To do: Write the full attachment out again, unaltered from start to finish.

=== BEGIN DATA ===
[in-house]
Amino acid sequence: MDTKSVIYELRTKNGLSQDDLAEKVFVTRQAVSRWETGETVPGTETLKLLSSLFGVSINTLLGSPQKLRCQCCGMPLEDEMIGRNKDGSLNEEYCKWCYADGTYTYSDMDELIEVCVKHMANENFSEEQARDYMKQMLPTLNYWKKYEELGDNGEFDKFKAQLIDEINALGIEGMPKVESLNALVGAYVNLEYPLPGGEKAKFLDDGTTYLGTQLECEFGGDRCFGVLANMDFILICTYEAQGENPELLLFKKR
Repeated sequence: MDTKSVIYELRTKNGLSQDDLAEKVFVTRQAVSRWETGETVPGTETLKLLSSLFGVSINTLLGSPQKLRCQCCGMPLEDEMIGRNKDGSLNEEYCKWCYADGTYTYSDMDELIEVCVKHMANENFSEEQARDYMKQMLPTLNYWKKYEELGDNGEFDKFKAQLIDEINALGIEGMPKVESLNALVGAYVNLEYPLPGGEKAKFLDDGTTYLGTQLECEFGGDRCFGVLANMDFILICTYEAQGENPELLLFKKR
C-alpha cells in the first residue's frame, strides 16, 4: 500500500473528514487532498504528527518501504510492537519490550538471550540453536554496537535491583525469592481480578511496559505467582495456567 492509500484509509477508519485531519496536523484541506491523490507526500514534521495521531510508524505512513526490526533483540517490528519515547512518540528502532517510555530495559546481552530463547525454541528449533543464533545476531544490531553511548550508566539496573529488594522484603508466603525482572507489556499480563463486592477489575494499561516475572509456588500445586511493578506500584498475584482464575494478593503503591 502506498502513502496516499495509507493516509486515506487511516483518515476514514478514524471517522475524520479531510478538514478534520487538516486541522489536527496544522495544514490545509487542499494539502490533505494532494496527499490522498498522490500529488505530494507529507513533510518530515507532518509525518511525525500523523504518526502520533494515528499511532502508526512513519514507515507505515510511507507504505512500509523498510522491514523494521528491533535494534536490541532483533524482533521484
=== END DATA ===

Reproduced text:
[in-house]
Amino acid sequence: MDTKSVIYELRTKNGLSQDDLAEKVFVTRQAVSRWETGETVPGTETLKLLSSLFGVSINTLLGSPQKLRCQCCGMPLEDEMIGRNKDGSLNEEYCKWCYADGTYTYSDMDELIEVCVKHMANENFSEEQARDYMKQMLPTLNYWKKYEELGDNGEFDKFKAQLIDEINALGIEGMPKVESLNALVGAYVNLEYPLPGGEKAKFLDDGTTYLGTQLECEFGGDRCFGVLANMDFILICTYEAQGENPELLLFKKR
Repeated sequence: MDTKSVIYELRTKNGLSQDDLAEKVFVTRQAVSRWETGETVPGTETLKLLSSLFGVSINTLLGSPQKLRCQCCGMPLEDEMIGRNKDGSLNEEYCKWCYADGTYTYSDMDELIEVCVKHMANENFSEEQARDYMKQMLPTLNYWKKYEELGDNGEFDKFKAQLIDEINALGIEGMPKVESLNALVGAYVNLEYPLPGGEKAKFLDDGTTYLGTQLECEFGGDRCFGVLANMDFILICTYEAQGENPELLLFKKR
C-alpha cells in the first residue's frame, strides 16, 4: 500500500473528514487532498504528527518501504510492537519490550538471550540453536554496537535491583525469592481480578511496559505467582495456567 492509500484509509477508519485531519496536523484541506491523490507526500514534521495521531510508524505512513526490526533483540517490528519515547512518540528502532517510555530495559546481552530463547525454541528449533543464533545476531544490531553511548550508566539496573529488594522484603508466603525482572507489556499480563463486592477489575494499561516475572509456588500445586511493578506500584498475584482464575494478593503503591 502506498502513502496516499495509507493516509486515506487511516483518515476514514478514524471517522475524520479531510478538514478534520487538516486541522489536527496544522495544514490545509487542499494539502490533505494532494496527499490522498498522490500529488505530494507529507513533510518530515507532518509525518511525525500523523504518526502520533494515528499511532502508526512513519514507515507505515510511507507504505512500509523498510522491514523494521528491533535494534536490541532483533524482533521484